Championship Horse Racing today announced the launch of its new flat horse racing initiative – Racing League – at a gathering of industry figures and press in London. The team-based League format will bring increased levels of innovation, fan engagement and accessibility to British horse racing. Unveiled over the coming months, teams consisting of 2-4 trainers working together, three jockeys, stable staff and a squad of 30 horses, will battle it out for an unprecedented £1.8m in prize money, as well as an overall prize to the team that wins the Racing League.
Held over six consecutive evening race meetings in July and August 2020, the Racing League will be contested at four of the UK’s leading racecourses – Doncaster, Lingfield, Newcastle and Royal Windsor. Racing in bespoke team colours, the 12 teams will compete across 36 handicap races (rated 0-90), each worth £50,000.
The Racing League’s inaugural meeting will be held on Thursday 16 July 2020. Each meeting’s six races will be contested over distances 5F – 1½M, with all 36 races broadcast live on Sky Sports.
- Racing League’s 12 teams will each select one of their 30 horses to contest each of the 36 races
- Winners of each race will win 25 points for their team; second place collects 18 points; third place earns 15 points, with points available for finishing in the top 10 places out of 12
- £50,000 prize money for each race distributed as per BHA rules
- The team with the most points at the end of the season will be crowned the Racing League champion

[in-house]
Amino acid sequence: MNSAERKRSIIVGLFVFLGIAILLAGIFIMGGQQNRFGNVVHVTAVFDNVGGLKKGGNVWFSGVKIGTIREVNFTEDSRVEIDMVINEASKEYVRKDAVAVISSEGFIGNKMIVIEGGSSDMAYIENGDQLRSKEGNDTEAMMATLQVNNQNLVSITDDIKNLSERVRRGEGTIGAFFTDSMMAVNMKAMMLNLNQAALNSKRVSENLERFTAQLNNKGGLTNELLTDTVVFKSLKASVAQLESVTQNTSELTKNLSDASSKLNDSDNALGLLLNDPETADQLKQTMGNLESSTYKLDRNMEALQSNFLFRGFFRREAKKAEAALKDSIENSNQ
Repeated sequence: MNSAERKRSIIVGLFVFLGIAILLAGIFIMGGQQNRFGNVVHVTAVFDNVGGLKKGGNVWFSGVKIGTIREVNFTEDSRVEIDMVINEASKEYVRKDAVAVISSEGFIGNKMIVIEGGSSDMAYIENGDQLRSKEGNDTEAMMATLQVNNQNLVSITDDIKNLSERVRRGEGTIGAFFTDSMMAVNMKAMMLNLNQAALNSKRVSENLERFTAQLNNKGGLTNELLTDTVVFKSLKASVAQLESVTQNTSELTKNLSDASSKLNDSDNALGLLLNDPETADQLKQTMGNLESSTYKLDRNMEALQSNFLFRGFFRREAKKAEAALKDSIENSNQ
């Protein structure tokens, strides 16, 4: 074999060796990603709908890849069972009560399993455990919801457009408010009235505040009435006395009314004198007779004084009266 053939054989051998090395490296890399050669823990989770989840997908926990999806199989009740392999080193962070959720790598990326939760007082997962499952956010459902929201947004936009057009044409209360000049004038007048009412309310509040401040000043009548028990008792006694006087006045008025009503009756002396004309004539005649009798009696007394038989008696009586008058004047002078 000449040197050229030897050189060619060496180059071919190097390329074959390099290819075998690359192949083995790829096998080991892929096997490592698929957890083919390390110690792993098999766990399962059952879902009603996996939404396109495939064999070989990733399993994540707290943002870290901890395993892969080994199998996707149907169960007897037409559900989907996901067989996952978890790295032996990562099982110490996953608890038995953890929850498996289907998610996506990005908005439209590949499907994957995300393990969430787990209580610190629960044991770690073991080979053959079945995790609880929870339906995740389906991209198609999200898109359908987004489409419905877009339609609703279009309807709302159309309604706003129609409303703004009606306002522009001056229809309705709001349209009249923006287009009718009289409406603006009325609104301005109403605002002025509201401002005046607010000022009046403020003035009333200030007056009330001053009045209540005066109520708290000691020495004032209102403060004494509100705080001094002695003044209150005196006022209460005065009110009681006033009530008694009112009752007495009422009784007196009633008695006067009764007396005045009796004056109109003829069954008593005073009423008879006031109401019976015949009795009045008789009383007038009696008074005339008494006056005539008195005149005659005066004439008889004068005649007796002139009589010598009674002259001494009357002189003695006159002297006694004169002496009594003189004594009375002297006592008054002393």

- The winning team will earn a bonus prize shared between owners, trainers, jockeys, stable staff and a fan ambassador, picked from the public at random at the start of the competition
2003 Epsom Oaks-winning trainer, Andrew Balding, said: “I look forward to being involved in the inaugural Racing League and welcome the innovation it brings to our sport.”
2006 Epsom Derby-winning jockey, Martin Dwyer, commented: “The Racing League is a really exciting addition to the British horse racing calendar, and I believe the fans will welcome it. It’s a positive step for the racing industry to take, and the increase in prize money at handicap-level racing will be good for the sport.”
Matthew Imi, CEO, Sky Sports Racing, added: “In recent years Sky Sports has been instrumental in helping mainstream sports grow their fan bases exponentially, appealing to a broad audience of sports enthusiasts and innovating in the process. We are confident that we can achieve something similar with horse racing, so partnering with an exciting new initiative like the Racing League makes absolute sense. If the Racing League and Sky Sports Racing’s coverage encourages the person who goes racing once a year to go again, then I would consider that a success.”